A new technique has been formulated to make drugs 'smarter' with the use of nanotechnology so that delivery of drug to the target area will be more effective.
Researchers from the University of Lincoln, UK, have come up with a new method to 'decorate' gold nanoparticles with a preferred protein so they can be used to customize a drug to more accurately target an area on the body, such as a cancerous tumor.
Gold nanoparticles are spheres composed of gold atoms having a diameter of just a few billionths of a meter which can be coated with a biological protein and integrated with drugs to enable the treatment to move through the body and reach the target area.
The nanoparticles can 'adsorb' (hold on its surface) drugs which would otherwise become insoluble or rapidly degrade in the bloodstream, and because of their small size, they can overcome biological barriers such as skin, membranes, and the small intestine which would typically prevent the drug from reaching its target.
The technology can be found already in real-world applications such as pregnancy tests—where gold nanoparticles coated with an antibody against the hormone found in the urine of pregnant women is incorporated into the 'positive' strip so it reacts with the nanoparticles to change the stick red—but is not yet extensively used in drug development.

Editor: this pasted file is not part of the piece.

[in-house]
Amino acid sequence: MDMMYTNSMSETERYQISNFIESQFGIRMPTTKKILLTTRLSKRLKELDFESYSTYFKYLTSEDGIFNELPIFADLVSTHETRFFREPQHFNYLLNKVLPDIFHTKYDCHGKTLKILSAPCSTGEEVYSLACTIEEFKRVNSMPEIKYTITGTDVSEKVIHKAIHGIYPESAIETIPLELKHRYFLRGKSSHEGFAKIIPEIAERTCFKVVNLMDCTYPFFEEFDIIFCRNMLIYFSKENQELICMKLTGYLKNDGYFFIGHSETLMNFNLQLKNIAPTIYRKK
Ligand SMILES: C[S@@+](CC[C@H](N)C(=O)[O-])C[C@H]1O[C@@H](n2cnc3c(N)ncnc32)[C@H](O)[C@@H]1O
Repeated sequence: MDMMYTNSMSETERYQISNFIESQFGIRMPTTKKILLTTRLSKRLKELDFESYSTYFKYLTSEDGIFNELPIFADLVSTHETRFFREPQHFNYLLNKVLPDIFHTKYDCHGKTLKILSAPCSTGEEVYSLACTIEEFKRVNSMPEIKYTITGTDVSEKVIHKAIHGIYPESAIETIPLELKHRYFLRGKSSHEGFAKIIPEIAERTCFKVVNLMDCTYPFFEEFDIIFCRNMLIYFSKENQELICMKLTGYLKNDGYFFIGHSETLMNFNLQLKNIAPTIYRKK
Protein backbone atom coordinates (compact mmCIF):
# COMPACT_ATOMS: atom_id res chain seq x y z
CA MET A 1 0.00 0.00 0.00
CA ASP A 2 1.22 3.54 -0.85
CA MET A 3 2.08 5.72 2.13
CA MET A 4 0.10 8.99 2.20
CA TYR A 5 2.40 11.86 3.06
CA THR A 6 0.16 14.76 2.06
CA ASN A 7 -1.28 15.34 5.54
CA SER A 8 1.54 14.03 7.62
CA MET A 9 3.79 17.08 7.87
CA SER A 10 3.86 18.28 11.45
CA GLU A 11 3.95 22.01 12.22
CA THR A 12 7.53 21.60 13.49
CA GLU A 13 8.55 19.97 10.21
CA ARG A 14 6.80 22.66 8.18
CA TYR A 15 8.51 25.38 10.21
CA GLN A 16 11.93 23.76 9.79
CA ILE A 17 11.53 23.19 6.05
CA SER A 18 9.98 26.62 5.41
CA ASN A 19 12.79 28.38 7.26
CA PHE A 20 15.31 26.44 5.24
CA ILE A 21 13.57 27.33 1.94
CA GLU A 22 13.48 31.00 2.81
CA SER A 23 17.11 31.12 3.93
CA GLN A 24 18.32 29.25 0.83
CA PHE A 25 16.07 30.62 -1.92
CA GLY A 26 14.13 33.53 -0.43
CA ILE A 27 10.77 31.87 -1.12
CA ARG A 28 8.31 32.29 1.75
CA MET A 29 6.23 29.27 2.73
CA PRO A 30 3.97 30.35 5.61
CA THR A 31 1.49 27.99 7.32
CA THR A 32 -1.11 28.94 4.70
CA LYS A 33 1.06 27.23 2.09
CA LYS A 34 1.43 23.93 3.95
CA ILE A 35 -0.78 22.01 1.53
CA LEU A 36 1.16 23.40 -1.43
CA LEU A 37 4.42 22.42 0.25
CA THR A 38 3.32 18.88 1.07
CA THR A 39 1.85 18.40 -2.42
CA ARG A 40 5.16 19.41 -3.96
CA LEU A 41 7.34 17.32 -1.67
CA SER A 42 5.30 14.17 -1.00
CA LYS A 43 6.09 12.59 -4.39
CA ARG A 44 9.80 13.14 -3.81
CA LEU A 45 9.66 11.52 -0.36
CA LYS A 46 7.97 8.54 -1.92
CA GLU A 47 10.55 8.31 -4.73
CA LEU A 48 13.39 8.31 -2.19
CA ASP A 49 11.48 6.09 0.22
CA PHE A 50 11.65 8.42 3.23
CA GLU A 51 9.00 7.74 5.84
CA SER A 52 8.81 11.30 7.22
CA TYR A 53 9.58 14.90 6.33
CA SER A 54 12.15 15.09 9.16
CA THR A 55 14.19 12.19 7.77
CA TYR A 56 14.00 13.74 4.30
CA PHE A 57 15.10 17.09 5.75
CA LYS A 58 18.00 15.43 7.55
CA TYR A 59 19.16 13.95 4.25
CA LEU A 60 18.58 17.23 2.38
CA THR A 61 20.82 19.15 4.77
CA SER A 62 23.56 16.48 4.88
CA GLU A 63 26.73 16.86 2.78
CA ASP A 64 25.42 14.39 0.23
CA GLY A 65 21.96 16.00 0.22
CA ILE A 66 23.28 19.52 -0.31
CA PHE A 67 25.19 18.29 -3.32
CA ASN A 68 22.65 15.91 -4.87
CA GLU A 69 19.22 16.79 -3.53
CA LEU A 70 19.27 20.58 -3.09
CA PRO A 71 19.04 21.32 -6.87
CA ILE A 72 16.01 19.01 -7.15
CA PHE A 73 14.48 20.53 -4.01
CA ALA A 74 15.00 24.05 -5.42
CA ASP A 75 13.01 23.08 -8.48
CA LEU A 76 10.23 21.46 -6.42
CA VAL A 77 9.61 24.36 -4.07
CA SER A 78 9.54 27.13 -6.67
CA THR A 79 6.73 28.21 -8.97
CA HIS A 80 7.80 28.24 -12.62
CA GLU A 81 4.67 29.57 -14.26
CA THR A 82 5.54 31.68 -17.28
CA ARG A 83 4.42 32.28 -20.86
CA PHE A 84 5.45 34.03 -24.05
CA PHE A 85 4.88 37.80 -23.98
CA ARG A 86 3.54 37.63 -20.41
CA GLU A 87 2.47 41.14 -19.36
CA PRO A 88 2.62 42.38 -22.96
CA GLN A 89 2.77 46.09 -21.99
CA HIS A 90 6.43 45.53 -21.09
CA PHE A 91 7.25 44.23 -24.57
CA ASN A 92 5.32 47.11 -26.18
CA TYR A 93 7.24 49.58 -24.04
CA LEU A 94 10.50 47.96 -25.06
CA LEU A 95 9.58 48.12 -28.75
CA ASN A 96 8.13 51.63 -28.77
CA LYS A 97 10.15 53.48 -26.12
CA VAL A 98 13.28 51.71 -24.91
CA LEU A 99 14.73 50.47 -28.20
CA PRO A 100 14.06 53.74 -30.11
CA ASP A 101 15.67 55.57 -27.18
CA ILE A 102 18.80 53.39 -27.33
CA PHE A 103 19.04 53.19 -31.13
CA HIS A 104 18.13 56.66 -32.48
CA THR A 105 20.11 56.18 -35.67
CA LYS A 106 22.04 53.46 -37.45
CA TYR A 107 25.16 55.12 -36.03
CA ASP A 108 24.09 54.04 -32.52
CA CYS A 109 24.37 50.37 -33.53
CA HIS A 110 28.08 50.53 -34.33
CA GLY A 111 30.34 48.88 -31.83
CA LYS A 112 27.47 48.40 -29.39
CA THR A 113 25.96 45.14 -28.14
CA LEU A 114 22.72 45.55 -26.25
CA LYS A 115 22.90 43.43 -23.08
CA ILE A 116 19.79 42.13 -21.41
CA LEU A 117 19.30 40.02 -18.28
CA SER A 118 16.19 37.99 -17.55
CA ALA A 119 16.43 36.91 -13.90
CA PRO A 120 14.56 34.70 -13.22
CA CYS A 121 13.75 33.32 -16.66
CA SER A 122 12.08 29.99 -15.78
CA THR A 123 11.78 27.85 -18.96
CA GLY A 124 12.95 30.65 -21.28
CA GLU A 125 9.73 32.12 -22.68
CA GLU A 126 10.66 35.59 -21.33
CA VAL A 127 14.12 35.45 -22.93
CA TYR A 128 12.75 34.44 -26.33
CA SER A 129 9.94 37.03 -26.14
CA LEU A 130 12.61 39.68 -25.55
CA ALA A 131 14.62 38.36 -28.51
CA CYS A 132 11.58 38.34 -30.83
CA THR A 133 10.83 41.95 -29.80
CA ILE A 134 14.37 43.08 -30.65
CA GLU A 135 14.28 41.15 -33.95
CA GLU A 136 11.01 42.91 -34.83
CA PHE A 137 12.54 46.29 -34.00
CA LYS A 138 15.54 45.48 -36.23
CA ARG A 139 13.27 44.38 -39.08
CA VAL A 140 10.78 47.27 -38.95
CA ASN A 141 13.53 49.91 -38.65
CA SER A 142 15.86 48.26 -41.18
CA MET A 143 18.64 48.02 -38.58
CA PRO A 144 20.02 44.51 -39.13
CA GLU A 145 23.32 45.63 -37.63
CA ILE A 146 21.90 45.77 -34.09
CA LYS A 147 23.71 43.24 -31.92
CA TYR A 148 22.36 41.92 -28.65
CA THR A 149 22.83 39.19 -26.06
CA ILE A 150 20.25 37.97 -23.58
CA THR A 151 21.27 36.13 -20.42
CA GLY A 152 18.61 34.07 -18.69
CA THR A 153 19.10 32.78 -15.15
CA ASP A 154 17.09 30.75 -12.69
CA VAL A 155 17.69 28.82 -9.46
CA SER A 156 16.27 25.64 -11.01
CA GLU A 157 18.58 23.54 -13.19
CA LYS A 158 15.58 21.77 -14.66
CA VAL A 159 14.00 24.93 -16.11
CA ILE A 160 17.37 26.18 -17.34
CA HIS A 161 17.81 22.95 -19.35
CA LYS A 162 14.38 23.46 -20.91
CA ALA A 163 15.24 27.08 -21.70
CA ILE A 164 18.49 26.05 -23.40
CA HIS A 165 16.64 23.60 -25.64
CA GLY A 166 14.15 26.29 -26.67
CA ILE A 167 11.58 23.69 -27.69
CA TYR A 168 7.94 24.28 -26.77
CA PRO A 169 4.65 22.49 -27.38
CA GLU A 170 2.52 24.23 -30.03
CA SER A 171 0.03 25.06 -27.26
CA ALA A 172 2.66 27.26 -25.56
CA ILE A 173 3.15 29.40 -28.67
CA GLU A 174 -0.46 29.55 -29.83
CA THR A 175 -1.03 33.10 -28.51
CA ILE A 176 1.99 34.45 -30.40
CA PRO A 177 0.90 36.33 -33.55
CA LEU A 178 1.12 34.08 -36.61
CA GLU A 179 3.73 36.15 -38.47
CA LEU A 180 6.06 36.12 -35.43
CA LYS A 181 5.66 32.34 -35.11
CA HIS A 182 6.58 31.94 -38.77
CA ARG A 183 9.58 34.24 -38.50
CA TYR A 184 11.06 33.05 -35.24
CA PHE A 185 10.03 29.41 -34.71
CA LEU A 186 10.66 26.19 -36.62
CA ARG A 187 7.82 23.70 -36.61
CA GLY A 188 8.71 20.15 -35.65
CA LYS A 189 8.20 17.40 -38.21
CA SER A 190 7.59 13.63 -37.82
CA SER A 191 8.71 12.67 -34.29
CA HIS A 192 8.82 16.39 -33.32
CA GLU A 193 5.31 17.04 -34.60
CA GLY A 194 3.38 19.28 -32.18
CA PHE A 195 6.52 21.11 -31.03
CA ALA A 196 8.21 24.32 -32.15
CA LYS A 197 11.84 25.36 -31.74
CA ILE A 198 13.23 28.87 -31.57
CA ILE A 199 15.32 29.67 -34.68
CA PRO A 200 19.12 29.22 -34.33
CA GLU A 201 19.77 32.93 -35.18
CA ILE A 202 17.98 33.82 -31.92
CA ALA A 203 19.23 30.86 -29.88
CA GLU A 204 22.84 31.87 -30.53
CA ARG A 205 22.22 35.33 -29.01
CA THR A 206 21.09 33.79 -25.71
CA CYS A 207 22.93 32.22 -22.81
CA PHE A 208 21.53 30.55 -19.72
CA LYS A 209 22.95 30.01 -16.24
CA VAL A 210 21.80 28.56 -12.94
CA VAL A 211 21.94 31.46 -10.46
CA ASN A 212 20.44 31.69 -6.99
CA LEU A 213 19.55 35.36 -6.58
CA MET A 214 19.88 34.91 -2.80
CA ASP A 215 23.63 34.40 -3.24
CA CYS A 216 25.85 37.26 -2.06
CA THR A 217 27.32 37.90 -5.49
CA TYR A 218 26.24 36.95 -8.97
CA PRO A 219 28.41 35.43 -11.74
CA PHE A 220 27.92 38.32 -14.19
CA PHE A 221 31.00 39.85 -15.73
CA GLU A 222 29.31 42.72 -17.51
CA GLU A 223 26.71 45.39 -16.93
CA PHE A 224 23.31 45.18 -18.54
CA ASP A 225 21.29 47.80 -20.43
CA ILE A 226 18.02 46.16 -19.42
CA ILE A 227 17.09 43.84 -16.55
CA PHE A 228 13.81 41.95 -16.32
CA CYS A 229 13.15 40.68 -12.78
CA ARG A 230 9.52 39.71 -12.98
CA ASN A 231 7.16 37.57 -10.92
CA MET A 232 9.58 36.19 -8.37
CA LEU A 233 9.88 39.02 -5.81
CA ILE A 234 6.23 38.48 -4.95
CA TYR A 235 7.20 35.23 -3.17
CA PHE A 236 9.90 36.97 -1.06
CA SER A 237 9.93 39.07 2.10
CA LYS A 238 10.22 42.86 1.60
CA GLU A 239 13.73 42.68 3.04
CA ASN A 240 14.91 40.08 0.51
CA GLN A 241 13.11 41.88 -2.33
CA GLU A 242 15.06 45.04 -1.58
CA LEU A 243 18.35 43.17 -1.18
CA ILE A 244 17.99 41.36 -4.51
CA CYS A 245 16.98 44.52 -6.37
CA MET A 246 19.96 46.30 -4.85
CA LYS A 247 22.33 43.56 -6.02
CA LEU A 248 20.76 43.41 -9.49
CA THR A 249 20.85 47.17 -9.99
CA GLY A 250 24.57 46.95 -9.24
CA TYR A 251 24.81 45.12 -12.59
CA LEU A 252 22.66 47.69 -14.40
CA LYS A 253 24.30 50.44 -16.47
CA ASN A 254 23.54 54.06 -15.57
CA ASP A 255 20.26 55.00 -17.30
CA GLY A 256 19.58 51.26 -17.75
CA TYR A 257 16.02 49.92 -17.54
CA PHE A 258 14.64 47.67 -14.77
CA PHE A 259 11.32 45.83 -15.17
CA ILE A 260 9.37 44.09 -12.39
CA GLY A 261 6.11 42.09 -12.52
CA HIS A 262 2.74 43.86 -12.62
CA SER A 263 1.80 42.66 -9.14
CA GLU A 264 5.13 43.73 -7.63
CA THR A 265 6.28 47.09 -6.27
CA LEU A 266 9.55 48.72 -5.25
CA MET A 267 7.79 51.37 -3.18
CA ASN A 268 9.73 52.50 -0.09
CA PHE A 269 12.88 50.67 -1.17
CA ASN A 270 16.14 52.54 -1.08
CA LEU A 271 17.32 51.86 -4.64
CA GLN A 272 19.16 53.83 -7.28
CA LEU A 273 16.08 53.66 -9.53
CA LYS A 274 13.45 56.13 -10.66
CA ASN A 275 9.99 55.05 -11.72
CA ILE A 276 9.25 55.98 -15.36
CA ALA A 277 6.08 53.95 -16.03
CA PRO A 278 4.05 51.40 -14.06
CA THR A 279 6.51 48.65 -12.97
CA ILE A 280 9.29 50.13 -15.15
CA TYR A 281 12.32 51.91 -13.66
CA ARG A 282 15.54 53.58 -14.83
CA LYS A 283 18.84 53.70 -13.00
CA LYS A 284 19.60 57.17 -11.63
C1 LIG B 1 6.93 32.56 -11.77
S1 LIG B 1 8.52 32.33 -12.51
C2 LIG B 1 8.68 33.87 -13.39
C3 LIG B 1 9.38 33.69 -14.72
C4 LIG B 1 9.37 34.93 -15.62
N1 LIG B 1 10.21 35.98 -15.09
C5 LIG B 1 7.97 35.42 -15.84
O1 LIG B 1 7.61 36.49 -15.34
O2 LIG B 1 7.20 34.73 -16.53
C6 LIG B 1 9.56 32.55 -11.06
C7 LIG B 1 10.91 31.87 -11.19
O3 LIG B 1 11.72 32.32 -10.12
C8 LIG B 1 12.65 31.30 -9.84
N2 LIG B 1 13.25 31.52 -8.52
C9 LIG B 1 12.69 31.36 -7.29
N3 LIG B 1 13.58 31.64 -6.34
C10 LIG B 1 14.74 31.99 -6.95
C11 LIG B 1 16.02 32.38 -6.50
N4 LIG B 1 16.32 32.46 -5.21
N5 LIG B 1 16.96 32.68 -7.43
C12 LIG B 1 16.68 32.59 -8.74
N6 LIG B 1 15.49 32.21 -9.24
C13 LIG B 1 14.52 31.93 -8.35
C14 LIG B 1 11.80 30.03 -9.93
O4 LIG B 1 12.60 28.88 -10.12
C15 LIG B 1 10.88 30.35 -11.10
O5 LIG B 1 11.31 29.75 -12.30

Thus far the process of coating the nanoparticles meant that the proteins used had to be 'mixed' along with particles which do not possess the ability to regulate the way they bind, probably rendering the drug less effective. The new technique enables pharmacologists to position the proteins onto the gold nanoparticles layer by layer in a particular order. This maintains the integrity of the protein so that the drug is more effective, paving way for the development of nanomedicine.
The details of the research have been reported in the journal Nature Communications.
Gold nanoparticles are a vital tool in new drug development and drug delivery systems. We have unlocked the key to binding proteins and molecules so that those drugs will be more effective.
This method might help to design nanomedicines that do not need extensive chemical modification of a protein drug or a nano-carrier and therefore can be developed more easily and faster.
Dr Enrico Ferrari, Lead Researcher & Nanobiotechnologist from the University of Lincoln's School of Life Sciences
The team took fragments of proteins from flatworms and bacteria, which when fused together were effective at binding to the gold nanoparticle surface and capable of forming firm bonds to any other protein.
By blending this fusion protein with gold nanoparticles, it permanently binds to the gold surface while also being able to firmly bind a target protein on which a particular 'tag' was incorporated.
This is a new universal technique to bind proteins to nanoparticles which will be effective for most proteins, making the process a more appealing prospect for pharmaceutical companies, the researchers said. The technique could also possibly be applied to biosensors and diagnostic kits that use gold, such as those employed in clinical settings to detect ongoing infections in patients' blood.